Yeah. I think it’s particularly interesting that link you made about the Port of Tilbury and Windrush, and about contemporary migration. These roots still feeling like there’s a familiarity and if you think about the Thames River, the Thames Estuary and the history of commerce, migration, shipping that has been going on, that has built the British Empire. London wouldn’t exist without that river point. The British Empire wouldn’t exist without that.
So, I think that was particularly interesting for me to think about. In the period that you were making the film, what does it mean to be a migrant worker? What does it mean to be a migrant among so much anti-migrant hostility, awful home office policy? I guess that’s one of the things I’ve really appreciated, was seeing the people who lived in these communities and getting a sense of their experiences. I was wondering if you could talk about how you met the people who participated in the film and how did you come to make that collaboratively with them?
In the film you can see people reading out questions. The way that those questions were collected, was through a process of actually creating a space for dealing with the anxiety that was present about the lead up to Brexit. I invited a lawyer from the European Commission, who was making available legal sessions for new citizens. So I was able to have access to this service and I invited the lawyer and the translator to come to Tilbury, to give these sessions, in order to create a space where information could be shared in terms of that, because that, in a way, what I have in common with someone who is working in a warehouse, is the fact that we were having that same anxiety. That’s how honest I can be about that, because we have different lives and we have different realities, and I couldn’t pretend to have the same issues as someone who is doing that. So through those sessions, that answered questions for me, also in those moments, I was able to have that exchange with the local Romanian community.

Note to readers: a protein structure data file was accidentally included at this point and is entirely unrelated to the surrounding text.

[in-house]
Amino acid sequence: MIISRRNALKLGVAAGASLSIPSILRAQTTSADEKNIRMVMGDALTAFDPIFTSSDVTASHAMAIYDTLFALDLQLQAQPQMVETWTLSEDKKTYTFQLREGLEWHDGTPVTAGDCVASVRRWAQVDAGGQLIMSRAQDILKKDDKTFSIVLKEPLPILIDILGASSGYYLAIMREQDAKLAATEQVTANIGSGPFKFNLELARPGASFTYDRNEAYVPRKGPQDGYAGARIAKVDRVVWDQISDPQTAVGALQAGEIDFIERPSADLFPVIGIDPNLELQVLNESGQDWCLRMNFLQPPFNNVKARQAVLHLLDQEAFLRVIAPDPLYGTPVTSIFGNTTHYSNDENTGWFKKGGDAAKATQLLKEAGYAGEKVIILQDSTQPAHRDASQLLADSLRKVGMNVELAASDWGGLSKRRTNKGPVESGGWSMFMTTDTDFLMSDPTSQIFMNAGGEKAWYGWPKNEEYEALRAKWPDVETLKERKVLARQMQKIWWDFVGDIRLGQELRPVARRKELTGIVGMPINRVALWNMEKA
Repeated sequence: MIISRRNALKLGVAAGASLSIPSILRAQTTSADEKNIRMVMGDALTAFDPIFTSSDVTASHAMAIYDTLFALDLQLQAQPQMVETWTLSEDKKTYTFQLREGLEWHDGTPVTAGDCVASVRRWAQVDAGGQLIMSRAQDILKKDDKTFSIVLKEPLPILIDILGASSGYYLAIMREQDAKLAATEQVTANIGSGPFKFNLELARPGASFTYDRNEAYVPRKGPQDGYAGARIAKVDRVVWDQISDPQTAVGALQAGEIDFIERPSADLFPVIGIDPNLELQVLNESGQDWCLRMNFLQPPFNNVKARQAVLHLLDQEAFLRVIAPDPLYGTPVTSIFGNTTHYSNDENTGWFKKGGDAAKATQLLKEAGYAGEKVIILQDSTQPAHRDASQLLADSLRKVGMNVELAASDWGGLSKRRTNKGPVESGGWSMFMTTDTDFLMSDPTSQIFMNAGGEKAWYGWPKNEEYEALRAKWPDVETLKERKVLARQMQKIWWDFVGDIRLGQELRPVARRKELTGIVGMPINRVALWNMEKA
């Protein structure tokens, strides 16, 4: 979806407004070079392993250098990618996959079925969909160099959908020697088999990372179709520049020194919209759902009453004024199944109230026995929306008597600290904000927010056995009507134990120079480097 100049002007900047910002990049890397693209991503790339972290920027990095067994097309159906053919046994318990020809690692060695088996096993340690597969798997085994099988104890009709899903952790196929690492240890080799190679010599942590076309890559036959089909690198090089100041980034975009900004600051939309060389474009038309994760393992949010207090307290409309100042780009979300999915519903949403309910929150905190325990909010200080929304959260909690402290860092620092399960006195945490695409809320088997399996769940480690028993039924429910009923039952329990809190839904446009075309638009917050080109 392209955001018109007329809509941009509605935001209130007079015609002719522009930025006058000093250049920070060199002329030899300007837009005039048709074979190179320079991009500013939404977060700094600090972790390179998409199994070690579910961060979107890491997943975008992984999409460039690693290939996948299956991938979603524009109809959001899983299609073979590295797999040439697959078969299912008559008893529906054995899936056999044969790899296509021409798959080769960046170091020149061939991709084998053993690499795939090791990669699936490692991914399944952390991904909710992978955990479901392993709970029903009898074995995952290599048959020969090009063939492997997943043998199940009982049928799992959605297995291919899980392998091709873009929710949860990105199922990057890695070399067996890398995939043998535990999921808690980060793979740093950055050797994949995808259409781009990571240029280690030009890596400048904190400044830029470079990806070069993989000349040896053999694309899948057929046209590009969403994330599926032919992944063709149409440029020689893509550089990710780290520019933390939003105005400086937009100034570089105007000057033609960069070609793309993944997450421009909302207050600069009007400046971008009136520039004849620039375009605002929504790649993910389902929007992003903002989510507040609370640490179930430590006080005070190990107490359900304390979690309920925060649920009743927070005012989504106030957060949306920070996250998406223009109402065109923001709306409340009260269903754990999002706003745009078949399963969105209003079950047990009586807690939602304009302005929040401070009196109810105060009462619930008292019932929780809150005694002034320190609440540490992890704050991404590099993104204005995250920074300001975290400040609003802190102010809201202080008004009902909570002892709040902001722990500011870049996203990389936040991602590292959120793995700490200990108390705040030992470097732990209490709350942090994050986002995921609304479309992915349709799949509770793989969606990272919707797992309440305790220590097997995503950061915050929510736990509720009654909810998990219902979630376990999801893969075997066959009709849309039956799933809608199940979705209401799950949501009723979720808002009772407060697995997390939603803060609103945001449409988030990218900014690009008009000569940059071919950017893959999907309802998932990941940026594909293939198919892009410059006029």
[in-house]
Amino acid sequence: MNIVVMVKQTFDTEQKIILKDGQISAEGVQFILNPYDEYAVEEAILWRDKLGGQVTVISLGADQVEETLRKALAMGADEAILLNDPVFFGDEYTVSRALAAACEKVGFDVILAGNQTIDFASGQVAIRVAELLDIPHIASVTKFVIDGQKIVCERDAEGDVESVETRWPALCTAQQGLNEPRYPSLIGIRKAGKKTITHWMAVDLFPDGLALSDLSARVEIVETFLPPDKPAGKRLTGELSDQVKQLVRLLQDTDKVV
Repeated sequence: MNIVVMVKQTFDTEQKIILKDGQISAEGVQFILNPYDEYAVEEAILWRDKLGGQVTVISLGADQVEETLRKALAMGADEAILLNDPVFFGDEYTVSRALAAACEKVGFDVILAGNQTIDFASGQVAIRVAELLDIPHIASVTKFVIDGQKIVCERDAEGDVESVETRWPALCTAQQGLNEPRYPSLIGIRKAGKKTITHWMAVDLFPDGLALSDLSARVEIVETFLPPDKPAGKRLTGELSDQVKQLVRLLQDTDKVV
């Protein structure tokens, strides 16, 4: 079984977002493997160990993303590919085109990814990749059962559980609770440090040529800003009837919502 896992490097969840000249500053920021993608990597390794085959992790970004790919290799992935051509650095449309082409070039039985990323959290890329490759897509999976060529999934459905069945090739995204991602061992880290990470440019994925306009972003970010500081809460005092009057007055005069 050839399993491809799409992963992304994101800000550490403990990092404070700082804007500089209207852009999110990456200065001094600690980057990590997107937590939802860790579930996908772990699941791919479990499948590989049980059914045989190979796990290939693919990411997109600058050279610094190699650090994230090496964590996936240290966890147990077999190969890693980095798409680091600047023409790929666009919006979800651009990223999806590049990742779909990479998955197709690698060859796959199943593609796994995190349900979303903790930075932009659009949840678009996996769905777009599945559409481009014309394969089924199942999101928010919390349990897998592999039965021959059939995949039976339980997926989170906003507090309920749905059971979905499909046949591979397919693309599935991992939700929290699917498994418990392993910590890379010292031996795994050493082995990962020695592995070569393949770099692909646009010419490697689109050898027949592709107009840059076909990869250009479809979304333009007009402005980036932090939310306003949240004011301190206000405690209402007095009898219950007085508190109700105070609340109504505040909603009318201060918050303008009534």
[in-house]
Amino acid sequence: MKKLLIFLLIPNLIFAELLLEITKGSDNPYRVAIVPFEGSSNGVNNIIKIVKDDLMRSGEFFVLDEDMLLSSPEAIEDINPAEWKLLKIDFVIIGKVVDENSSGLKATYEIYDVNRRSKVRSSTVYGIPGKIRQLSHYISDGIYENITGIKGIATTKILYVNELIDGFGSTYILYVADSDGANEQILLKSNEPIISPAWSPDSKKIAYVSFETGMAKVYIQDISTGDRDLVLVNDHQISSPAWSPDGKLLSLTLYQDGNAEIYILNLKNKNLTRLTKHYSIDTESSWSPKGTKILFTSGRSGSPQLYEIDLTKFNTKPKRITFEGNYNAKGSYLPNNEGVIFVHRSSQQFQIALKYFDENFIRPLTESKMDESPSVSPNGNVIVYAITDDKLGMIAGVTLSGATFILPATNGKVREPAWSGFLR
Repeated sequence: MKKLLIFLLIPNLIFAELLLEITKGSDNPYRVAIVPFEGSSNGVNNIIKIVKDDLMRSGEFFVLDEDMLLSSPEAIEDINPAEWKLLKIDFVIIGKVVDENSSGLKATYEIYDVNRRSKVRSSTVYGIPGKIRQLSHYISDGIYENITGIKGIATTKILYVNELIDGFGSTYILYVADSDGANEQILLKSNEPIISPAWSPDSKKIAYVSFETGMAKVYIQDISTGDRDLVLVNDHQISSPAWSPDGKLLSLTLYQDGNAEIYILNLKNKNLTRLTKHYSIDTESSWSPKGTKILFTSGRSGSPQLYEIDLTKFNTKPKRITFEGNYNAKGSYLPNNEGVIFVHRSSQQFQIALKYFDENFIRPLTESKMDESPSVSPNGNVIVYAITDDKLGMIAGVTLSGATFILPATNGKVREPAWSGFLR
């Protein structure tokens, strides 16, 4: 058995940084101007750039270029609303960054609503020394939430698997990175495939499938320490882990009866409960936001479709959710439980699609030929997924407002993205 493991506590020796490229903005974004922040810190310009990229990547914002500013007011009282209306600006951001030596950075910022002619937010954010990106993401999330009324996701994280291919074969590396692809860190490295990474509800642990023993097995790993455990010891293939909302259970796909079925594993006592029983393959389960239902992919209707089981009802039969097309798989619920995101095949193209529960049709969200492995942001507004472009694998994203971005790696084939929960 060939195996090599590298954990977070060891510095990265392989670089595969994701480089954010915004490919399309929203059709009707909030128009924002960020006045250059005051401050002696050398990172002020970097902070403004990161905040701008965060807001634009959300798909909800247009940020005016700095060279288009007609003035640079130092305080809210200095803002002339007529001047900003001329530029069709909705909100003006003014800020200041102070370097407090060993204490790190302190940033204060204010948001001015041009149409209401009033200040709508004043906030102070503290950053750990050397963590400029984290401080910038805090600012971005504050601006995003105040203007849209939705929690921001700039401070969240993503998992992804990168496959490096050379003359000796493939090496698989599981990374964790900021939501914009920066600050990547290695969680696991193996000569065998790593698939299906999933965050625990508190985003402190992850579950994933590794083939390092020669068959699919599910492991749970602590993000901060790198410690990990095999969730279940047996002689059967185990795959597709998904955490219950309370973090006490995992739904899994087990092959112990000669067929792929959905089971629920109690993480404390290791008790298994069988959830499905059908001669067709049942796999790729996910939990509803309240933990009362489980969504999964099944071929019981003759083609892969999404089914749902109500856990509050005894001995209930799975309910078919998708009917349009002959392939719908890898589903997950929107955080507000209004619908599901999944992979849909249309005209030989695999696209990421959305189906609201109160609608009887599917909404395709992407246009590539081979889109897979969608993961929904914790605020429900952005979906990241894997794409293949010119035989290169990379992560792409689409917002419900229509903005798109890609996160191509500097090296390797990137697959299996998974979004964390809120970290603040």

And in order to organise that, I spent a lot of time having lunches and meals in the local Romanian restaurant and just meeting people as I was spending time there essentially. So I was quite, I was following quite a lot, an intuitive process of meeting people as well. As well as actually putting ads on around town to ask for a translator, putting posters up for the events and so on. But really the events were the moment that people came together and people got to know me in the town as well and what I was doing. Through those events as well, I also collected the questions that people are seen reading out and asking to the camera. So on the one hand, we have the questions from ‘Life in the UK’ test, then on the other hand, we have the questions that were asked during the Q&A sessions of these legal sessions that were held in the restaurant.
Some of the questions are, some very simple, some of them are more complicated. Some of them express a certain anxiety. For me at that moment, that was an important formal sort of structure that allowed me to enter this space and have this exchange with the people that I was meeting there. I found the questions revealed something more about the connection of all of us, anyone who’s a migrant to a place that suddenly has become hostile, to use the word. I was also using this project in a way to establish myself in this new area that I was living in. And so it was important for me to follow leads and be quite loose. In the film you can see three different groups that I’ve worked with, one was the Romanian residents there.
And then a way that I found to get into the port was by visiting the Queen Victoria Seamen’s Rest. And in the case of this crew that I met, the Gerda crew, that we see in the film, one of their members, the chief engineer singing the karaoke, that gave the film its name as well. They were actually docked in Tilbury for six months at the time, they were quite open for me and my assistant to go on board and I visited them a few times. And then on the other hand, there were also the West African asylum seekers that work with the Red Cross that we see in the film as well, taking part in a Know Your Rights workshop, and then the workshop that we see in the film. So my idea with that was to try and see how their experience is also influenced in some ways by the hostile environment as well.